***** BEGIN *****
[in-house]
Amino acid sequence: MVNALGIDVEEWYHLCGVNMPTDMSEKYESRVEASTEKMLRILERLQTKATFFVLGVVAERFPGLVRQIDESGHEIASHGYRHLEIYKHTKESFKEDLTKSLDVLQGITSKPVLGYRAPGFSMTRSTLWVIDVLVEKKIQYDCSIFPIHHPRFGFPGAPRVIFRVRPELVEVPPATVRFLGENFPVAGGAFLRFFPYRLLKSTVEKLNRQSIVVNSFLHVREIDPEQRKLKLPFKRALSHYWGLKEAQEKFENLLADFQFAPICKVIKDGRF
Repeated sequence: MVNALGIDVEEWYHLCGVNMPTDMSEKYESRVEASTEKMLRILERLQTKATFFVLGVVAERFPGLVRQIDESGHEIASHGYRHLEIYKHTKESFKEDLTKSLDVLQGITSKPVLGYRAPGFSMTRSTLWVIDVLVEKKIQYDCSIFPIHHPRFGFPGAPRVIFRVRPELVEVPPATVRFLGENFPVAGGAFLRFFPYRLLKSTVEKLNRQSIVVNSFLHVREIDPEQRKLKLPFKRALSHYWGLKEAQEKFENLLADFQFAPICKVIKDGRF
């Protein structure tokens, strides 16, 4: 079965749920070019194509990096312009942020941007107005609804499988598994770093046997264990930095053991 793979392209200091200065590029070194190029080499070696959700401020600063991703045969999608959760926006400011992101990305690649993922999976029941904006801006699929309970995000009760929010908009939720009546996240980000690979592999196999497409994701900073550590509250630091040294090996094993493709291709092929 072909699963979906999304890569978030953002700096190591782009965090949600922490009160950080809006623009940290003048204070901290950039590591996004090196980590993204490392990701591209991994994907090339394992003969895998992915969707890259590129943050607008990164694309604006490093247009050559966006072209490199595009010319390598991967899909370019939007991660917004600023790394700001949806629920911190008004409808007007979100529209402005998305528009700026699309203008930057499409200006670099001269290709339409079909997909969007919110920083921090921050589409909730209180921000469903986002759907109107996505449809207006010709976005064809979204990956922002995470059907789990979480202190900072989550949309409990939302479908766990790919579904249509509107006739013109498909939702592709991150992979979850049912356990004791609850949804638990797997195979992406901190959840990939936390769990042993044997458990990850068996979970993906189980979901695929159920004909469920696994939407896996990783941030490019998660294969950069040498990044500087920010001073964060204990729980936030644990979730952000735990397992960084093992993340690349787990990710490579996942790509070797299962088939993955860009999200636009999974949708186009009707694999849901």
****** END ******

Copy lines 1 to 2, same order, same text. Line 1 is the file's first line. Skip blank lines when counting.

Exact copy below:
[in-house]
Amino acid sequence: MVNALGIDVEEWYHLCGVNMPTDMSEKYESRVEASTEKMLRILERLQTKATFFVLGVVAERFPGLVRQIDESGHEIASHGYRHLEIYKHTKESFKEDLTKSLDVLQGITSKPVLGYRAPGFSMTRSTLWVIDVLVEKKIQYDCSIFPIHHPRFGFPGAPRVIFRVRPELVEVPPATVRFLGENFPVAGGAFLRFFPYRLLKSTVEKLNRQSIVVNSFLHVREIDPEQRKLKLPFKRALSHYWGLKEAQEKFENLLADFQFAPICKVIKDGRF